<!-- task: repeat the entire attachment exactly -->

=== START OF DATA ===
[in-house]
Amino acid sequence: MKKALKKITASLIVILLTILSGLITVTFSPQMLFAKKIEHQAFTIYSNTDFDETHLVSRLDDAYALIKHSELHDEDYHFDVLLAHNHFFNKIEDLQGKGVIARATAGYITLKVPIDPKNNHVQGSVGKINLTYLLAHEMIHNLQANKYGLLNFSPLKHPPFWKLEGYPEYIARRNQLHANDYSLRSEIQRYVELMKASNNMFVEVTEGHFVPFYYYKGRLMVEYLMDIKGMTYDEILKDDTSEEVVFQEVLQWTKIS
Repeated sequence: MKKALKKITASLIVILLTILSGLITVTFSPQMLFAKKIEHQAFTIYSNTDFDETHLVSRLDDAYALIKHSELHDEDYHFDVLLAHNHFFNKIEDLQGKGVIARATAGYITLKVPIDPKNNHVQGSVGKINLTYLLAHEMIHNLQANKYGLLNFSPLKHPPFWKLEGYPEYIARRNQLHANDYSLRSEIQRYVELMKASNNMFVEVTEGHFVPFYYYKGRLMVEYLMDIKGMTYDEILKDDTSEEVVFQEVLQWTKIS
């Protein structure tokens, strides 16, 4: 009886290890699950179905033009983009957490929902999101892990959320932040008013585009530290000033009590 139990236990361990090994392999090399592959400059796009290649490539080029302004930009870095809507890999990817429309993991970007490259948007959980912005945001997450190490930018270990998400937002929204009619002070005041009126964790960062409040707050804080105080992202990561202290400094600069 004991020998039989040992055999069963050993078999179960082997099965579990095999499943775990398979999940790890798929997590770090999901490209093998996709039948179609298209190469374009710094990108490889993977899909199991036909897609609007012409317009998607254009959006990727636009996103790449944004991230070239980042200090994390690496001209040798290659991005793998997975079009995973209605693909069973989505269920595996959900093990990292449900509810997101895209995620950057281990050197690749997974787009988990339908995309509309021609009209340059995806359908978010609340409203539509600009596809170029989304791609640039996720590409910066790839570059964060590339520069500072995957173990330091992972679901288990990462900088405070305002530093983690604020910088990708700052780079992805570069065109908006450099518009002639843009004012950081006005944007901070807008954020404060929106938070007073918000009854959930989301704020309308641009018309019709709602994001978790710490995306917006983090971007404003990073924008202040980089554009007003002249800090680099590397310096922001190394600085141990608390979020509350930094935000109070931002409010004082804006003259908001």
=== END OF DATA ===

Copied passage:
[in-house]
Amino acid sequence: MKKALKKITASLIVILLTILSGLITVTFSPQMLFAKKIEHQAFTIYSNTDFDETHLVSRLDDAYALIKHSELHDEDYHFDVLLAHNHFFNKIEDLQGKGVIARATAGYITLKVPIDPKNNHVQGSVGKINLTYLLAHEMIHNLQANKYGLLNFSPLKHPPFWKLEGYPEYIARRNQLHANDYSLRSEIQRYVELMKASNNMFVEVTEGHFVPFYYYKGRLMVEYLMDIKGMTYDEILKDDTSEEVVFQEVLQWTKIS
Repeated sequence: MKKALKKITASLIVILLTILSGLITVTFSPQMLFAKKIEHQAFTIYSNTDFDETHLVSRLDDAYALIKHSELHDEDYHFDVLLAHNHFFNKIEDLQGKGVIARATAGYITLKVPIDPKNNHVQGSVGKINLTYLLAHEMIHNLQANKYGLLNFSPLKHPPFWKLEGYPEYIARRNQLHANDYSLRSEIQRYVELMKASNNMFVEVTEGHFVPFYYYKGRLMVEYLMDIKGMTYDEILKDDTSEEVVFQEVLQWTKIS
């Protein structure tokens, strides 16, 4: 009886290890699950179905033009983009957490929902999101892990959320932040008013585009530290000033009590 139990236990361990090994392999090399592959400059796009290649490539080029302004930009870095809507890999990817429309993991970007490259948007959980912005945001997450190490930018270990998400937002929204009619002070005041009126964790960062409040707050804080105080992202990561202290400094600069 004991020998039989040992055999069963050993078999179960082997099965579990095999499943775990398979999940790890798929997590770090999901490209093998996709039948179609298209190469374009710094990108490889993977899909199991036909897609609007012409317009998607254009959006990727636009996103790449944004991230070239980042200090994390690496001209040798290659991005793998997975079009995973209605693909069973989505269920595996959900093990990292449900509810997101895209995620950057281990050197690749997974787009988990339908995309509309021609009209340059995806359908978010609340409203539509600009596809170029989304791609640039996720590409910066790839570059964060590339520069500072995957173990330091992972679901288990990462900088405070305002530093983690604020910088990708700052780079992805570069065109908006450099518009002639843009004012950081006005944007901070807008954020404060929106938070007073918000009854959930989301704020309308641009018309019709709602994001978790710490995306917006983090971007404003990073924008202040980089554009007003002249800090680099590397310096922001190394600085141990608390979020509350930094935000109070931002409010004082804006003259908001």